Chronic (long term) hepatitis B
Not everyone with chronic hepatitis B requires treatment. The hepatitis B virus goes through different stages as your body recognises and reacts to the virus. Treatment is only needed (and will only work) during some of these stages. The only way to tell when treatment will be effective is through regular (usually 6 monthly) monitoring of blood and liver tests with a liver specialist.
All people with chronic hepatitis B need to have regular appointments with a liver specialist, whether you are receiving treatment or not.
You can be seen by a specialised GP provider or your GP can make a referral to a specialist in your area.
Once the specialist says that it is time for treatment, most people will be treated with oral (by mouth) antiviral medication. These are just tablets taken twice a day. They are very well tolerated, and most people experience no side effects. Some people may experience mild side effects, such as stomach irritation, when they are first taking the tablets, but this goes away after a few days.
Often the hardest thing about treatment for hepatitis B is remembering to take the tablets. You may need to be on antiviral medication for 3-5 years, and some people may need to be on medication for the rest of their lives. The purpose of hepatitis B treatment is not to cure the virus, but it is to keep the virus under control to prevent liver damage from occurring.
Some people with chronic hepatitis B may go on a medication called interferon. Interferon is injected once per week and you will be taught how to do this injection yourself.
Treatment with interferon is for one year only. Interferon can have a lot of side effects (flu-like symptoms, fatigue, mood changes) but can be a good option for people who want to know exactly how long they will be on treatment (such as women wanting to start a family).
Your specialists will discuss all treatment options with you to help you make a decision about the best treatment to take for your circumstances.
Unmonitored, chronic (long term), hepatitis B can lead to serious liver disease and/or liver cancer in 1 in 4 people with hepatitis B. There is a safe and effective treatment for chronic hepatitis B, but many people with chronic hepatitis B don’t access treatment because they are either undiagnosed, or do not know they are at risk of serious liver disease.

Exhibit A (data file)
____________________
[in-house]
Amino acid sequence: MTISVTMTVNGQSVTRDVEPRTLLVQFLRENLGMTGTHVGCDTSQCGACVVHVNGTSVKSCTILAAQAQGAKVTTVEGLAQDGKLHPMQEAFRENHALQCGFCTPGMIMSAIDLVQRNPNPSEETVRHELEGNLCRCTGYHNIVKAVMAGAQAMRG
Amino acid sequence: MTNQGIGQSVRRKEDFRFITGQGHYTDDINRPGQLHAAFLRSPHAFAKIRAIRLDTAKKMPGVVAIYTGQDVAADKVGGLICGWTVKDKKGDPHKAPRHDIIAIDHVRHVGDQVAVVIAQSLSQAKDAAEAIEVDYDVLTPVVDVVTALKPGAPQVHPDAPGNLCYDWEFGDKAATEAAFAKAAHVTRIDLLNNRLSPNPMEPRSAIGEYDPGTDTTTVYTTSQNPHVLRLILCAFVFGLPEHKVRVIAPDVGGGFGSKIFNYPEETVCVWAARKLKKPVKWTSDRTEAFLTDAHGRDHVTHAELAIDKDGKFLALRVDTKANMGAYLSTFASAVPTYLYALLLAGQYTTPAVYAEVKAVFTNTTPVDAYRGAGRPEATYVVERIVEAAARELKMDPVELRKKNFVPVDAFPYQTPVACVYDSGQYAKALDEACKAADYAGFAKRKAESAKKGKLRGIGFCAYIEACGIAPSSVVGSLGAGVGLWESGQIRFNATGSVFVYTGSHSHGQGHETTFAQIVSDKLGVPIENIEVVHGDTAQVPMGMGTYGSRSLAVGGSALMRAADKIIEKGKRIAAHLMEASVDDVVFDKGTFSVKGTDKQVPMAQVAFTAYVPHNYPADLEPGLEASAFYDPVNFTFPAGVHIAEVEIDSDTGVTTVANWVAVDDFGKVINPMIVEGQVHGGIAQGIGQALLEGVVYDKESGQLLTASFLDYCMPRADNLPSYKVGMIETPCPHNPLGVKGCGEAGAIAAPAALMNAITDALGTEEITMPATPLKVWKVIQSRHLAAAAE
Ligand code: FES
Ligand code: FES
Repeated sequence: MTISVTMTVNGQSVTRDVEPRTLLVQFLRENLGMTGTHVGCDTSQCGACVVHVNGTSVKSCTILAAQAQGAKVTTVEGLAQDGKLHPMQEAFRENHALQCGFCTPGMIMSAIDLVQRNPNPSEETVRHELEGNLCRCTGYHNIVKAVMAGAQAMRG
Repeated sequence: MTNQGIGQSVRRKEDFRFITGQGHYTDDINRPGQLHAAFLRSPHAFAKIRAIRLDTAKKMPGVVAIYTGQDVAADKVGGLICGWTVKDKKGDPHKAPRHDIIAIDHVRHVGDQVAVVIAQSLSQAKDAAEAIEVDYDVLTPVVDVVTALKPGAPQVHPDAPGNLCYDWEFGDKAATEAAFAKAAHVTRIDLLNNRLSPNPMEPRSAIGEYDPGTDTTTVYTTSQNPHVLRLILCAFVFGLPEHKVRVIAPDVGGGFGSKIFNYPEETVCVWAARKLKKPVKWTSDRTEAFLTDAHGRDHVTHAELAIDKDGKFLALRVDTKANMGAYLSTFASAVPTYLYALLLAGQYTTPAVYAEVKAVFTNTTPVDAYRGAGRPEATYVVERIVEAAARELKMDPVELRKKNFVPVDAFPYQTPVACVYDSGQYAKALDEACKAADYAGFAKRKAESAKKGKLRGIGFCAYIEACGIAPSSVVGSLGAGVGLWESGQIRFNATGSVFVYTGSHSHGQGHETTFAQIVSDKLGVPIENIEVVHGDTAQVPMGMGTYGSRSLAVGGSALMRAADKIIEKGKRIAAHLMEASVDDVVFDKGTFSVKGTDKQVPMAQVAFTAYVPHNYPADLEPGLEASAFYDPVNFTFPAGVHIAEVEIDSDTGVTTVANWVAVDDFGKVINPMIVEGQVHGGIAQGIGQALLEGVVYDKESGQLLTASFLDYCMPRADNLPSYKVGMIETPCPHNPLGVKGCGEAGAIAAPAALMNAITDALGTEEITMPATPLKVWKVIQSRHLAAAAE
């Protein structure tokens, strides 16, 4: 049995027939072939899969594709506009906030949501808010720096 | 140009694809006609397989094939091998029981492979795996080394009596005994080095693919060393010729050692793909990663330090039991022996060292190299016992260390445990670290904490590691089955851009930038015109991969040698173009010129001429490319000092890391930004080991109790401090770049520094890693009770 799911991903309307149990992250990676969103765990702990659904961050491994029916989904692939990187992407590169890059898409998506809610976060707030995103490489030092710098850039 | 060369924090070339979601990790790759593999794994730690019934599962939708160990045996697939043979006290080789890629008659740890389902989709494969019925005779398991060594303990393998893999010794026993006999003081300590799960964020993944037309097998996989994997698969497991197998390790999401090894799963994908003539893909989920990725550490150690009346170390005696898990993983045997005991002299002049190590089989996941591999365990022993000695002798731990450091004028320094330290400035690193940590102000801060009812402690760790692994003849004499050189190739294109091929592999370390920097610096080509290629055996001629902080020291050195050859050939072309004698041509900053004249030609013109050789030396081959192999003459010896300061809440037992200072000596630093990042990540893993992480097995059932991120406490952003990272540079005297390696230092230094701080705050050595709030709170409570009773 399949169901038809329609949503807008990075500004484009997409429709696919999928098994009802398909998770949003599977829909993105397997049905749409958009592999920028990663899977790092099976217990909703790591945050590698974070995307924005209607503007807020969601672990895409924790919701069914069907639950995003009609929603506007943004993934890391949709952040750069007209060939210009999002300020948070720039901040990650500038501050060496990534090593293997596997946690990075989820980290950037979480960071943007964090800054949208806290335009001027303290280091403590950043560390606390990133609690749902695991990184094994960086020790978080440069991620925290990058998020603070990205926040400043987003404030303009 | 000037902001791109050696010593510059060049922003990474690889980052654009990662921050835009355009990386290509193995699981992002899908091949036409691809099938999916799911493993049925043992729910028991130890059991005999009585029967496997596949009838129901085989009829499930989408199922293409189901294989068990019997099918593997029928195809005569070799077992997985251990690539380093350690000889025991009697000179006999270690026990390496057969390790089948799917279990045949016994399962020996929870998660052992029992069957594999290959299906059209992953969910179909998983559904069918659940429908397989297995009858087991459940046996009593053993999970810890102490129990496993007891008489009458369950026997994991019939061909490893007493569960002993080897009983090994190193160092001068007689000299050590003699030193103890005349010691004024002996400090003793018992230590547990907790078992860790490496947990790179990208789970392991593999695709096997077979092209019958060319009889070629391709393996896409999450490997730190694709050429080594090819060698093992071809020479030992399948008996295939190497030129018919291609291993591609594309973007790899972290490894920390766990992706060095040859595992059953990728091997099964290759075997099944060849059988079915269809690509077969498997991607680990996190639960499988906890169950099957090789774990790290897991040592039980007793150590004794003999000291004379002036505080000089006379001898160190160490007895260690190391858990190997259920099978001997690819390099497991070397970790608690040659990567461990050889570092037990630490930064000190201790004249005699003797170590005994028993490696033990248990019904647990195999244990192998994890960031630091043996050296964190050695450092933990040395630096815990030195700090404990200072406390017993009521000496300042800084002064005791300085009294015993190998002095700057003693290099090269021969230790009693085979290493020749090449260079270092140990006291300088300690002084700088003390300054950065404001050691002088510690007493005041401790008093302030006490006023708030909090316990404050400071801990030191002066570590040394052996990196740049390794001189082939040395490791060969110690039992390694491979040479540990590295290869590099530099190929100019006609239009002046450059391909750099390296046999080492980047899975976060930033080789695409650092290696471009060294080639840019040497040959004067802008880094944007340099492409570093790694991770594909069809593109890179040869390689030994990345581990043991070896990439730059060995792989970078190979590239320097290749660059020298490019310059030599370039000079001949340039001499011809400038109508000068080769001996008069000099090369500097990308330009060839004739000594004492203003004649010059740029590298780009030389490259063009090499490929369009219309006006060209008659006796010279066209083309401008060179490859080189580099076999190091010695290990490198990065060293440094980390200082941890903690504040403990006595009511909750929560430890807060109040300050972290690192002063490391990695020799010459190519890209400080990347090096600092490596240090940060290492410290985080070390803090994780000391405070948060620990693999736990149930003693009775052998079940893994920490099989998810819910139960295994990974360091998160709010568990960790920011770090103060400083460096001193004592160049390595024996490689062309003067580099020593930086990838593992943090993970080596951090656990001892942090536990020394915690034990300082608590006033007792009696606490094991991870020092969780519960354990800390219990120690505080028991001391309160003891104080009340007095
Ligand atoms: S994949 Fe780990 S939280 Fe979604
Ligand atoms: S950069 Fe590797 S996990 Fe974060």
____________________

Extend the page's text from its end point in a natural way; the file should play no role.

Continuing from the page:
If you do have chronic hepatitis B, regular monitoring is important to see if you will require treatment or not. Even if you feel well, you will need to be referred to a specialist for monitoring and assessment.
Acute (short term) hepatitis B
If you catch hepatitis B as an adult there is a good chance (95%) that you will have a short-term (up to 6 months) illness only before your immune system gets rid of the virus. Often adults acquire hepatitis B through unprotected sex or injecting drug use (see transmission section). If you know, or suspect, you have been exposed (and you haven’t been vaccinated) there are things you can do to reduce your risk of developing acute hepatitis B (see prevention section).
Unfortunately there is no treatment for acute hepatitis B. If you have been diagnosed with acute hepatitis B, work with your GP to manage your symptoms. As with any viral illness it is important to rest, drink plenty of fluids, and treat any pains, fevers, nausea or vomiting you may have.
Avoid alcohol, and ensure that you use condoms and other safe sex practices if having sex. People you share a house with and any sexual partners should also be tested for hepatitis B, and vaccinated if not protected.
In a small number of cases, acute hepatitis B can develop into a life threatening condition called ‘fulminant hepatitis’. If you have a worsening of symptoms contact your doctor, or go a to hospital emergency department, immediately.
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